UA students reflect on summer

Four students from the University of Alabama’s New College and Honors College have spent the past two months in Jasper interning with various organizations. Jenna Minser, Kimberly Oliveira, Brittany Grady and Anastasiya Titarenko shared their experiences at the First Bank of Jasper on Thursday to discuss what they learned during their time in Walker County, prior to their last day in Jasper on Friday. Jenna Minser of Apex, North Carolina, is a rising sophomore, majoring in environmental justice at UA’s New College. She spent her summer at the Walker County Health Action Partnership, and some of her duties during her time there included updating their website, running a social media campaign and organizing files for the nonprofit. She also spent time doing an evaluation of Walker County Lake to determine the reason for people visiting the lake, and she also collected permit data. “I got up at 4:45 in the morning most days and got myself over to Walker County Lake and spent the morning talking to fisherman,” Minser said. She said it was nice talking to every day people in the county. “I’m talking to fisherman. I’m talking to people who have been laborers all their life, people who haven’t been to college, people who dropped out of high school, and they’re telling me the same things I learn in my college classrooms,” she said. “They’re talking to me about why we need to encourage young people to stay in the community. They’re talking to me about how the decline of the coal industry has impacted this town, and it’s so amazing to have these conversations with people who are actually experiencing these things and hearing their opinions about it. ... A lot of times, people get excluded from these conversations.” Grady said getting to know people outside of Jasper’s social scene was also a highlight of her trip. Grady is a Birmingham native, rising junior and is majoring in social change, with a minor in civic engagement at UA. She was placed with Jasper Main Street over the summer. “When I thought of nonprofits before coming here, I always thought about their impact ... and their projects. I didn’t really think about the little stuff, the things that keep the lights running,” Grady said. “It was the little bitty things that made it possible for us to do these big things.” One of the “big things” Grady was able to assist with was the Tallulah Bankhead Tribute, but she also helped with the grant application process, had the opportunity to attend board meetings, checked the nonprofit’s mail and sent out invoices, among other tasks. Grady also got a part-time job at Winn-Dixie, where she said she was happy to meet people from outside the downtown district. She said she continues to be proud of the city she has called home for the past two months. “Y’all have a lot of nonprofits here who are actually dedicated to bringing about change here and want to improve the community,” she said. “I think that’s something you should be proud of.” Titarenko is originally from Rochester, New York, is a second generation American and a rising senior at UA, where she majors in religious studies and minors in educational studies. She was placed at the Jasper Area Family Services Center, where she designed their new website and a Facebook page. She also helped identify the needs of children in Walker County by preparing the Walker County Children’s Policy Council Needs Assessment.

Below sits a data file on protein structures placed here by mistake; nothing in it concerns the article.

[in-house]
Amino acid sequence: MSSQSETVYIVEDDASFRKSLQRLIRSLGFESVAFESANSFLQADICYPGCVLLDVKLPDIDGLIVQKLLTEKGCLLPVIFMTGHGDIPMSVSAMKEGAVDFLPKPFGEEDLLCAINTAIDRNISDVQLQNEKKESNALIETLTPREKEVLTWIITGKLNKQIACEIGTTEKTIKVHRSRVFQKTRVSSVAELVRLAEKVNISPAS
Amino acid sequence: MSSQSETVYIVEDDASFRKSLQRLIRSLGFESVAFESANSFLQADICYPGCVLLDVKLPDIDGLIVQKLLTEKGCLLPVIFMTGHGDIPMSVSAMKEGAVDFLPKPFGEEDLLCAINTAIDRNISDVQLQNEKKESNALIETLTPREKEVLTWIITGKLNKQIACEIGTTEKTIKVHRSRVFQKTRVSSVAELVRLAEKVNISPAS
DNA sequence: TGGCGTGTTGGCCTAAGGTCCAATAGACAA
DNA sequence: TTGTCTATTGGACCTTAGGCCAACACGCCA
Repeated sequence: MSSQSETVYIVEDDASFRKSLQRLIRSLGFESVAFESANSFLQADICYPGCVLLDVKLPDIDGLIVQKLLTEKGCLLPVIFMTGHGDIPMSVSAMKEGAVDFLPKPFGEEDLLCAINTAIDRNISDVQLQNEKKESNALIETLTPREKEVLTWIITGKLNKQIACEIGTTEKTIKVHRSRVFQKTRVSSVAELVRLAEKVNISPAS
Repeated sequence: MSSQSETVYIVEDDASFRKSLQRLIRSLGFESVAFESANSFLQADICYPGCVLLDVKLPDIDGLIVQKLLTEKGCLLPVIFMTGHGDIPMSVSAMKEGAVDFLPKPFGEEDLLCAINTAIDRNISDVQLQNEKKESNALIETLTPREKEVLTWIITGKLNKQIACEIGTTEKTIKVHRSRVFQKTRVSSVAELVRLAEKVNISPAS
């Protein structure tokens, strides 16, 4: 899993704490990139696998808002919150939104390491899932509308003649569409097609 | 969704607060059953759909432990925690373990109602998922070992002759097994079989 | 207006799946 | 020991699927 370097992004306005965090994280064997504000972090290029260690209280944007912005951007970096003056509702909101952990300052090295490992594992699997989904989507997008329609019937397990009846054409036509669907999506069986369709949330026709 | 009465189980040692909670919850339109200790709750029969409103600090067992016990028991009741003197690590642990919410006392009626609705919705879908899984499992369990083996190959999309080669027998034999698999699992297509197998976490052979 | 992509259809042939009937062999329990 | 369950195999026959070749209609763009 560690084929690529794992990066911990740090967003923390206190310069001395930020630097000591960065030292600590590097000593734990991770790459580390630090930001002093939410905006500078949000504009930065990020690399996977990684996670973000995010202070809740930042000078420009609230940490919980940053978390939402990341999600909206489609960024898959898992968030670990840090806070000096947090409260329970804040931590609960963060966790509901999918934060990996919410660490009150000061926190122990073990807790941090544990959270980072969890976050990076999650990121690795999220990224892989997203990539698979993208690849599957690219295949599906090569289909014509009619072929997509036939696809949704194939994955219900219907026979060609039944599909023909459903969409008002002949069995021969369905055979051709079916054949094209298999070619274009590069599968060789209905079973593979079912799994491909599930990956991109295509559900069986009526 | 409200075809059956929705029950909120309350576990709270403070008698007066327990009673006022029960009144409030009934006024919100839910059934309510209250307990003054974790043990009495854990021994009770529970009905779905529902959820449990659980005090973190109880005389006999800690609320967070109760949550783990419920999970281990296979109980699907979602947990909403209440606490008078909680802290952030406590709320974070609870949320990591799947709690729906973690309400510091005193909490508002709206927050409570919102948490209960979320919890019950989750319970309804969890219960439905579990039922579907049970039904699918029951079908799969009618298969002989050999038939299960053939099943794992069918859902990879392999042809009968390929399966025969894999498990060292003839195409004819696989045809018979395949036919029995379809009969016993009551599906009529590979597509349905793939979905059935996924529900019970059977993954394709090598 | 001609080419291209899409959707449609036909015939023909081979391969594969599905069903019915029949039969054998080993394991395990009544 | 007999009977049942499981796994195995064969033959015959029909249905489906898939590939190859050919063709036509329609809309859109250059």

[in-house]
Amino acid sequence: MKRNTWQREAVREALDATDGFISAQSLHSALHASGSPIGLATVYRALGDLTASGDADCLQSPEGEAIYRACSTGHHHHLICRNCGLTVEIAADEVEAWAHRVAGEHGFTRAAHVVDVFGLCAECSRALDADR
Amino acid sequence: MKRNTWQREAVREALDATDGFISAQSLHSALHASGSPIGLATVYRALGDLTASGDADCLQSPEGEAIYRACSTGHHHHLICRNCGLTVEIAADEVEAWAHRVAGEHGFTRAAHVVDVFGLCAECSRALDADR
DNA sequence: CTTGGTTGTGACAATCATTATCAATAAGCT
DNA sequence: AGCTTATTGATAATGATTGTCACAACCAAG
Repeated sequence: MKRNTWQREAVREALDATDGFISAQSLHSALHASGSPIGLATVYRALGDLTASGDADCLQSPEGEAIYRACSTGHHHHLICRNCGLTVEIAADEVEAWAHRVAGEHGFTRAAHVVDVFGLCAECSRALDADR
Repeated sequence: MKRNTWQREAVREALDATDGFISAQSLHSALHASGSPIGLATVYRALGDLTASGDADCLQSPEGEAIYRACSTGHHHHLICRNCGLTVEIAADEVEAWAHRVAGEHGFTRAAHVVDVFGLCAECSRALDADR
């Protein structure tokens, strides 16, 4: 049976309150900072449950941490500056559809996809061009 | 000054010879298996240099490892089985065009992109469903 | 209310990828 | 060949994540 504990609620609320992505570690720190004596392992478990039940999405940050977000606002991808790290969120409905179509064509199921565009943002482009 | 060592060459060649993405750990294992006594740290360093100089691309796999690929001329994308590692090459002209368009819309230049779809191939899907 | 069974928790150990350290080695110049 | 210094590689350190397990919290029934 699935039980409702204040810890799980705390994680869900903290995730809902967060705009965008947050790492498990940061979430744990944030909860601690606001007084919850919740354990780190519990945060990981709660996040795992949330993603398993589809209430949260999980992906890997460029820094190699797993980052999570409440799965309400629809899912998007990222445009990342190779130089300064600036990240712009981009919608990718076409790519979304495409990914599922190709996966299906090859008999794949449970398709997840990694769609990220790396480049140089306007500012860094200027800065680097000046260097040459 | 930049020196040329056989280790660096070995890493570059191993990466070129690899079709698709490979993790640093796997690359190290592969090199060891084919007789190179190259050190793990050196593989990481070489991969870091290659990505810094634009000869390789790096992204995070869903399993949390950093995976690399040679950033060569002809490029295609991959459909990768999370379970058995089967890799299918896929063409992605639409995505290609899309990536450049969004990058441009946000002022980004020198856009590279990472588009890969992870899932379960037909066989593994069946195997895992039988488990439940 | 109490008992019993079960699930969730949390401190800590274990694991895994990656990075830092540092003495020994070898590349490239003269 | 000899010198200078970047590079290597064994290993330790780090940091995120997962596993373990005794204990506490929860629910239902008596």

A large part of her work involved working with clients who seek the center’s services. “This was an amazing opportunity to meet with folks that the center is impacting directly, and I helped with job applications, practicing for interviews and money management skills, and building relationships with these people changed my life and changed my perspective on the social services sector and the nonprofit sector,” Titarenko said. She said she learned the importance of connecting with people during her time in Jasper, and how those connections truly strengthen a community. “Before I came here, I knew that books could not be judged by their covers, but while living here I learned that you’ve got to try to read those books and figure out what they’re actually about and get to know people,” Titarenko said. “I would like to carry this summer with me everywhere that I go and in everything I do in the future.” Oliveira is from Modesto, Calif., and is studying international law at UA. She said she is a first generation college student who came to Alabama with expectations that weren’t realized until her time in Walker County. “When I got here and really started working with my internship and my placement, my whole entire perspective was changed,” Oliveira said. “My ideal southern exposure happened once I got here to Walker County. I think the first time the judge opened a door for me I kind of stumbled back a little bit.” Oliveira was placed with Judge Henry Allred of the Walker County Judicial System, where she saw 693 cases and witnessed 236 orders be completed. She said she helped the judicial assistant during her internship, and even assisted in jury selection. She said witnessing a drug court graduation was also a unique experience during her time here. “Being in the courtroom every single day, seeing the people that are being affected by law and actions taken by the community was very eye opening,” Oliveira said. “Seeing these theories that I’ve studied in class practiced in front of my eyes and seeing the actual real world event was amazing.” The Walker Area Community Foundation has sponsored more than 30 students from UA to come to Jasper over the past seven years. “We pair them up with organizations that we think are going to be a good fit for them, for their career goals and something that will challenge them,” WACF President Paul Kennedy said. The David Mathews Center for Civic Life provides a stipend for the students, and housing is provided by WACF. UA’s New College is also a sponsor of the program. At the conclusion of each students’ presentation, Kennedy asked what could be done to improve the program, and the interns agreed that they would’ve loved to spend more time in communities outside of Jasper; however, all of the interns were appreciative of the opportunity to understand the core values of a close-knit community, such as Jasper. “The biggest thing that I noticed coming in to Jasper was that it’s a community dedicated to uplifting people and to solving problems by themselves,” Oliveira said. Grady added, “It’s been a fun experience, something that many people don’t have the opportunity to do, and I recognize how important that is, and I want to thank y’all for that.”